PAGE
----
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Just beginning....a prognosis from very good to terrifying today

DRJr's picture
DRJr
Posts: 9
Joined: Mar 2017

My name is Duane. My 81 year old father named Gary, next to me in a recent photo herein, and in magnificent health was recently diagnosed with prostate cancer. A needle biopsy revealed an aggressive and nearly pervasive form of cancer in most of his prostate, with less than 5% in attached tissue. Six weeks later, and due to his exceptional overall health, he had a prostatectomy today. MD Anderson Houston, even robotic, the best in the business. He was in surgery for more than six hours. The primary surgeon reported to us that they found the cancer, in this short a period of time, had spread to (metastisized) a small portion of his rectum. A colorectal specialist was summoned, and those sections were removed as well. The overall report was the felt they 'got all of it', and a PSA in six weeks. If numbers are higher than zero, radiation and hormone therapy will begin immediately.

The speed with which this cancer spread, and reported aggressiveness, scares the crap out of me. I know the odds are exponentially worse in light of recent discovery, and the likelyhood of radiation therapy is almost a certainty. I entered the hospital filled with optimism concerning my father's past health successes, and left today feeling as though I am about to watch my father die. It is incredibly disquieting. His 'wife' divorced him on diagnosis, and he is alone. My heart bleeds. I am a Christian and a man of faith, but I also know life has certain realities. I thought I was prepared for a day like this, but I was wrong.

Anyone, at all, with advice or a similar situation? Please do not hesitate.

VascodaGama's picture
VascodaGama
Posts: 2958
Joined: Nov 2010

Duane,

I am sorry for the situation. From your limited descriptions I think that your dad is confronting a very aggressive case. However, by the actions of  his doctors, it seems to me that they knew more details than what has been told to you. I would think that they have withheld information on the advanced status for not upsetting the patient. No one doctor does robotic surgery and at the same time finds cancer in the collon. Probably there is a previous image study reveiling a localized lesion that was biopsed while at surgery (typical action at big instituitions), and once confirmed positive at their laboratory, continued the operation at the collom. I wonder if they also found infected lymph nodes.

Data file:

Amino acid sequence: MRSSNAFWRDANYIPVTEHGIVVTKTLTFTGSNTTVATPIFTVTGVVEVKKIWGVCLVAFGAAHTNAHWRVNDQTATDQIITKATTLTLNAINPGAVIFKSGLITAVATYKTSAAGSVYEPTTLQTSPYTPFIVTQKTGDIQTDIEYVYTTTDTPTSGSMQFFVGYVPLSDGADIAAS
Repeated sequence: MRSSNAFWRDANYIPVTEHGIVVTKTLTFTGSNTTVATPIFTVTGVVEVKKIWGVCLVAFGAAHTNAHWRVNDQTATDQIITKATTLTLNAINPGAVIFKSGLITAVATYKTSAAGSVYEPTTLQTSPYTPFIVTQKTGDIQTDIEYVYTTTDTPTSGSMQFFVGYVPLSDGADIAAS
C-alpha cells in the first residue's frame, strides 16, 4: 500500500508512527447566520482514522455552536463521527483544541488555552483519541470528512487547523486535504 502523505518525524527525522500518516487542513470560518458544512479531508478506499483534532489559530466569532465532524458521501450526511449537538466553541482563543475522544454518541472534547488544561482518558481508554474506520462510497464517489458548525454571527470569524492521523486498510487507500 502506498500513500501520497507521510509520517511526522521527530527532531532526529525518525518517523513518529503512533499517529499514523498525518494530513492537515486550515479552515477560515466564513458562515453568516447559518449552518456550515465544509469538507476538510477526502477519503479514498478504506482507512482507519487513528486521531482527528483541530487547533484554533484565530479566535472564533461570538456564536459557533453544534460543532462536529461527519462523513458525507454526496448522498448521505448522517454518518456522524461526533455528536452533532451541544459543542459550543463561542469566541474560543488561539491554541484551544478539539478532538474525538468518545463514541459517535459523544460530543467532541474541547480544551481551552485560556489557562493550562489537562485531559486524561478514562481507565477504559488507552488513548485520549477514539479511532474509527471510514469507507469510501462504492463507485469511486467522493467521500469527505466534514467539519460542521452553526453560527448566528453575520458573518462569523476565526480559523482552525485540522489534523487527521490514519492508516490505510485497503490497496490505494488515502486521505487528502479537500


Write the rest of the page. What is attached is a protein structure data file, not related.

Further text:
Your first paragraph where you comment that your dad was "...  in magnificent health" contrast to the negativity of your second paragraph. We always look healthy until diagnosed with something very critical. PCa does not develop overnight. The bandit may have been living unnoticed in your dad's since 20 years ago. You too (and your siblings) are at risk (level 4) because of his diagnosis. Your children are at risk 2. You should check on the matter for not allowing it to advance to a similar status, if any.

MD Anderson is a famous institution with the best specialists in prostate cancer issues. I think you can trust them. They are providing the best option in the care of your dad's condition. I would think that radiation is unavoidable because of the extent of the infested area. In any case, surely they will allow for a period of healing before additional intervention. If the PSA comes above 0.05 then they will program to start hormonal therapy which side effects can cause more discomfort to your dad. I wonder about his initial makers. Can you share the results for; Gleason score, PSA, DRE, biopsy report, bone scan and any other image study?
His present pathological status is T4 Nx M1. Please ask at MDA for the other markers which may be for your own interest, in your future.